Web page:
Psychologists are calling it a “loneliness epidemic”—as we keep our distance, relationships grow distant.

The coronavirus has created an overwhelming and scary situation for many seniors: Eight out of 10 COVID-related deaths in the U.S. have been among those 65 or older. The risk of serious illness has forced many to social distance from their friends and loved ones.

“The real issue is that people don’t feel comfortable going out, so they don’t feel comfortable masking up and going into a store because of the very real news of the implications of the pandemic and how easily it is to transmit the disease,” said Dr. Sydney Ross-Davis, chief medical officer of Zing Health.

Emotional health was hard enough to maintain pre-COVID. Many seniors suffer from a lack of connection. Family members can be “too busy” for visits, and distance or mobility can make it hard for older adults to take part in community activities.

Zing Health’s Medicare Advantage plan adopts a community-based approach to maintain seniors’ emotional health even in a pandemic.

How to Break Out from Seclusion

“Loneliness was a problem that preceded the pandemic, but it’s even more exacerbated now because older generations are more isolated,” Ross-Davis said. Zing Health’s Medicare Advantage plan attends to seniors’ social isolation. The personalized care program is designed to help its members thrive, alleviating the precarious issues that come from self-seclusion.

Signs of someone suffering from isolation include:

> Difficulties with sleeping,
> Feeling irritable and inpatient about things they normally would be OK with,
> Feeling overwhelmed or hopeless,
> Eating or drinking alcohol to excess; or
> Withdrawing from contact.

Ross-Davis offers tips to help combat this isolation fatigue. One of the most important is exercise, whether that’s putting on a mask to take a walk or climbing the stairs in the home. And she suggests setting these activities to music as that will elevate your mood.

“I also suggest cutting off the news for a few days,” she said. “Turn on some comedies or something that will make you smile or laugh.”

Other helpful ideas are doing simple activities that aren’t stressful; connecting with the community on video classes; enjoying a hobby like cooking, knitting or playing cards; and acknowledging how you feel and talking to someone about it.

“You can also start new family traditions, such as a weekly Zoom call, and everyone can discuss what’s happening in their life,” Ross-Davis said. “Play some music and have everyone dance or play a board game. You can sit down and eat meals at the same time. It’s all about finding connections with those you care about.”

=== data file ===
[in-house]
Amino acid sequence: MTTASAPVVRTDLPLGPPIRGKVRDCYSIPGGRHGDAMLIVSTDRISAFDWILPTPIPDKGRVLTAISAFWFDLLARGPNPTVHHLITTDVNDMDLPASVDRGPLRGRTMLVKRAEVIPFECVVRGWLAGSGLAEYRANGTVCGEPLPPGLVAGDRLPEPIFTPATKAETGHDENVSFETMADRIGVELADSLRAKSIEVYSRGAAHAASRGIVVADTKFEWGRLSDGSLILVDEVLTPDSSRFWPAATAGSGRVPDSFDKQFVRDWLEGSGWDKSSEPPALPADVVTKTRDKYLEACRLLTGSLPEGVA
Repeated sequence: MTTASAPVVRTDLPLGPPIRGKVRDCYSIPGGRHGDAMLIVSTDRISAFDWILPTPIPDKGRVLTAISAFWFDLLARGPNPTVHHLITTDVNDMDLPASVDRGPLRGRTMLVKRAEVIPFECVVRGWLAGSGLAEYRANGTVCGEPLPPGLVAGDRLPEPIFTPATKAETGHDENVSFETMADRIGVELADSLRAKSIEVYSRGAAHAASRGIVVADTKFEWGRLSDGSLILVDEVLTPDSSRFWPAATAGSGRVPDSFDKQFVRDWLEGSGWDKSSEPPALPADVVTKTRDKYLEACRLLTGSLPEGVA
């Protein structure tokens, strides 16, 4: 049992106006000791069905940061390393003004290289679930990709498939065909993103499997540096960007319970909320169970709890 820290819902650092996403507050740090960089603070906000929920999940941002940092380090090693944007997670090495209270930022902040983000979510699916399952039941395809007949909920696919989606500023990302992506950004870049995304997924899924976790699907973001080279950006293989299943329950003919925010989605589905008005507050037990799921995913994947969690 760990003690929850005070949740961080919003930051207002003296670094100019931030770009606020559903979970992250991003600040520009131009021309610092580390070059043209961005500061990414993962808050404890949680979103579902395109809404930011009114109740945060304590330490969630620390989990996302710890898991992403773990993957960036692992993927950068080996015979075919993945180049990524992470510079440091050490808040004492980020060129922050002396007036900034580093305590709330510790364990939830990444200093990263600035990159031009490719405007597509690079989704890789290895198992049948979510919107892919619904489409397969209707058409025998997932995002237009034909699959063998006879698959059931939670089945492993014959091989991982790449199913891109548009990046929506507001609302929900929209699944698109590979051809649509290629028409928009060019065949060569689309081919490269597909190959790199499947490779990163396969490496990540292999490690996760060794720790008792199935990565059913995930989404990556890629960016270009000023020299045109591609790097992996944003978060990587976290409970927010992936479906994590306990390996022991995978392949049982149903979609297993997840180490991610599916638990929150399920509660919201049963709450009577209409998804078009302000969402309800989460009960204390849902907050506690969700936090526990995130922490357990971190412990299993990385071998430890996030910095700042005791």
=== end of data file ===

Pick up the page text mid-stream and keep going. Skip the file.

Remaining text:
Zing Health offers access to a behavioral health specialist by telephone, which can help seniors get their feelings out knowing that their problems are being considered.

Give Feelings ‘Grace and Space’

Experts understand that loneliness and social isolation in older adults can lead to serious public health risks, including dementia and other grave medical conditions. One study suggests the loss of social support can be as much of a risk factor as smoking 15 cigarettes a day.

“Social isolation increases mortality by up to 30 percent, so it’s real,” Ross-Davis said. “Self-reported loneliness is a predictor of self-decline and death.”

Zing Health has resource guides available to help members get the help they need and also get referrals from their primary care practitioners to behavioral health resources in the plan.

Dr. Patrice Harris, a psychiatrist from Atlanta and former American Medical Association president, who leads the AMA’s Opioid Task Force, noted the pandemic has created concerns about seniors’ mental health.

“We need to give ourselves the grace and space for what we are feeling,” Harris said. “This is a difficult time, and at times of uncertainty, there is stress and worry and anxiety.”

These helpless feelings could gravely impact someone’s mental health, she warned. If left unattended, despair sets in. Harris suggests connecting with loved ones by phone or computer for those who have access. Even just talking to a neighbor through a closed door can help alleviate some problems. Harris also champions exercise, watching some “fun” TV, and taking part in enjoyable activities.

“It is OK to ask for help,” she added. “There is no shame in saying you are depressed or asking for help.”

Personalized Care Treats Social Isolation

Zing Health’s care team is in the community and neighborhood—complete with a nurse, behavioral health specialist, community healthcare worker, and community manager. A healthcare worker will come to members’ homes—following proper safety protocols—to get to know them and ensure they get the care they need.

Among the community resources available are senior centers, community centers and organizations like the YMCA and YWCA; churches, temples and synagogues; AARP; and Silver and Fit, which offers personalized on-demand classes available through participating Medicare plans.

There’s also a UCLA Loneliness Scale available online, a 20-item scale designed to measure subjective feelings of loneliness and social isolation. Ross-Davis said the findings are important when one talks to their doctor or behavioral health provider.

“I would also encourage people to reach out to Zing Health to learn about other community-based events that they can participate in that will be safe,” Ross-Davis said. “These are trying times, and we want people to know we are here for them.”